This version of “Man Of God” from BBC2 far exceeds the studio version. A distillation of the Neil Diamond style into one song:

Final Thoughts

Neil Diamond is a prolific songwriter and performer, and it is impossible to review his entire work. I can contribute my lifetime of listening, plus the happy experiences like 12 Songs added to my life. Finding new songs is one reason I enjoy this writing exercise. The four songs added are among my favorite Neil Diamond songs. In the future, somebody will make a hit song from a Neil Diamond composition.

Diamond made a memorable acceptance speech at his Rock and Roll Hall Of Fame induction. I think it’s fair to suggest his irreverent behavior might reflect a long simmering resentment of the rock and roll community. His music has always been perceived as square, and he as a middle of the road “establishment” performer. So I think that’s Neil’s way of saying “Thanks a lot, and fuck you.”, which is, as they say, very rock and roll.

Neil Diamond’s Bizarre Acceptance Speech

Neil Diamond Song Notes:

1. “Man Of God (Live)” is recorded from a BBC broadcast found on YouTube.

2. There are three common versions of “Shilo”. My favorite, by far, is the 3:49 version found on Classics: The Early Years. “Shilo (Live)” can be found on Hot August Night.

3. It’s interesting how “Sweet Caroline” became Neil’s most beloved and well-known song. It has become an unofficial theme song for Bostonians, and is played as a singalong during all Boston Red Sox home games. I believe this tradition originates from a scene in the 1996 movie Beautiful Girls.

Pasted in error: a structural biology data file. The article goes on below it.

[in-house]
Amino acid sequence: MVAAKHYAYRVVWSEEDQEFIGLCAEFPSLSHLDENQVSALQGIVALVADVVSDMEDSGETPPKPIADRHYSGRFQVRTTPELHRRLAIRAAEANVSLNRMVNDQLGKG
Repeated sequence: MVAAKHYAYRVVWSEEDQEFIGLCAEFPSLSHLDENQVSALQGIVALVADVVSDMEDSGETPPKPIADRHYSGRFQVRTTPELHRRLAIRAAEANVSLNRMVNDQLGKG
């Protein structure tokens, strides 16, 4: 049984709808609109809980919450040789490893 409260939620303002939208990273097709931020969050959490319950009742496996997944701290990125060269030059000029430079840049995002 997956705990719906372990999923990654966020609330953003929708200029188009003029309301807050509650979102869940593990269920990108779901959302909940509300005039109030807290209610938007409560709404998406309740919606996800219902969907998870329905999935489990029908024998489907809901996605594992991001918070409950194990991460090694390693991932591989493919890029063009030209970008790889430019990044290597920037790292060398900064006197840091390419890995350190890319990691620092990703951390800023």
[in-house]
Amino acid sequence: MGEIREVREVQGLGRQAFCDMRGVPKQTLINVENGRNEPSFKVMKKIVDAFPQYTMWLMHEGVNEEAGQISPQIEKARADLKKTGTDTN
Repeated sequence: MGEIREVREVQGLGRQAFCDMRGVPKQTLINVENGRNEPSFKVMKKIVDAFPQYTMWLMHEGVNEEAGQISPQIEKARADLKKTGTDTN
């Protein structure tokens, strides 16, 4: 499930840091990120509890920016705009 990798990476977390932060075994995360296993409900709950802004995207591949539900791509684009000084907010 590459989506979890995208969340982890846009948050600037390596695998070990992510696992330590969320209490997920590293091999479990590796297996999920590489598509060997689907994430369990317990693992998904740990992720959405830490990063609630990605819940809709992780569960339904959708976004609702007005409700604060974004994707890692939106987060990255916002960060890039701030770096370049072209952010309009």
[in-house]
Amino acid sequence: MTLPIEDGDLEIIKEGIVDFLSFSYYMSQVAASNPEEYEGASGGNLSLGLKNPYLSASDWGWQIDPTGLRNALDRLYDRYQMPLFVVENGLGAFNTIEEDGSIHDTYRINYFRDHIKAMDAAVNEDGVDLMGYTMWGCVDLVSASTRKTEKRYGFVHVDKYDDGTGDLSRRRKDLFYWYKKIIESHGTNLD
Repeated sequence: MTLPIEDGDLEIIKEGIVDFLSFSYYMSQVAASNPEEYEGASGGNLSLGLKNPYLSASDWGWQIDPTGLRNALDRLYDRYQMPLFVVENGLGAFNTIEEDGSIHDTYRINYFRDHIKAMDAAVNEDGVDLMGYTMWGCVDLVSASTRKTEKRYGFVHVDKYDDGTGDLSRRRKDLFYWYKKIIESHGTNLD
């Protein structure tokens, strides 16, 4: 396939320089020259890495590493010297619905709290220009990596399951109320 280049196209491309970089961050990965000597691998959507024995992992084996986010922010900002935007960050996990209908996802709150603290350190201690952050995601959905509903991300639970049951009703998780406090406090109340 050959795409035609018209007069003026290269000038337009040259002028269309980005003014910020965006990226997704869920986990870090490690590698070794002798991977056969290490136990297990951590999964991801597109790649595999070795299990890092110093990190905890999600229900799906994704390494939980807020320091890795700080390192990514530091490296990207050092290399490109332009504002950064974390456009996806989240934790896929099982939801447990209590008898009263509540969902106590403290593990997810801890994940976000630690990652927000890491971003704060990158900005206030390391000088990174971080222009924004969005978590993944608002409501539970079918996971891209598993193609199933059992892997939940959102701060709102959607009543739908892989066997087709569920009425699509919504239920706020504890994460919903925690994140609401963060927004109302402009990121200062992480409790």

4. The alternate version of “Solitary Man” can be found on Classics: The Early Years. I bought that album a long time ago.

5. My wife Cheryl’s first memorable concert experience was a Neil Diamond concert at the Tacoma Dome in Tacoma, Washington. She became a lifelong fan as a result.

Neil Diamond Songs:

Solitary Man, Neil Diamond ✭✭✭✭✭
Solitary Man (Alt), Neil Diamond ✭✭✭✭✭

Sweet Caroline, Neil Diamond ✭✭✭
Man Of God (Live), Neil Diamond ✭✭✭
I’m A Believer, Neil Diamond ✭✭✭
Holly Holy, Neil Diamond ✭✭✭
I Am…I Said, Neil Diamond ✭✭✭
Save Me A Saturday Night, Neil Diamond ✭✭✭
I’m On To You, Neil Diamond ✭✭✭
Shilo, Neil Diamond ✭✭✭
Cracklin’ Rosie, Neil Diamond ✭✭✭
Red, Red Wine, Neil Diamond ✭✭✭

Man Of God, Neil Diamond ✭✭
Song Sung Blue, Neil Diamond ✭✭
Girl, You’ll Be A Woman Soon, Neil Diamond ✭✭
Kentucky Woman, Neil Diamond ✭✭
Cherry, Cherry, Neil Diamond ✭✭
We, Neil Diamond ✭✭
Play Me, Neil Diamond ✭✭
Brother Love’s Traveling Salvation Show, Neil Diamond ✭✭
Thank The Lord For The Night Time, Neil Diamond ✭✭

America, Neil Diamond
You Got To Me, Neil Diamond
Forever In Blue Jeans, Neil Diamond
Shilo (Live), Neil Diamond
Two-Bit Manchild, Neil Diamond
Hello Again, Neil Diamond
Walk On Water, Neil Diamond
September Morn, Neil Diamond

Related Songs:

I’m A Believer, The Monkees ✭✭✭
I’m A Believer (Alt), The Monkees ✭✭✭
I’m A Believer (Reprise), Eddie Murphy ✭✭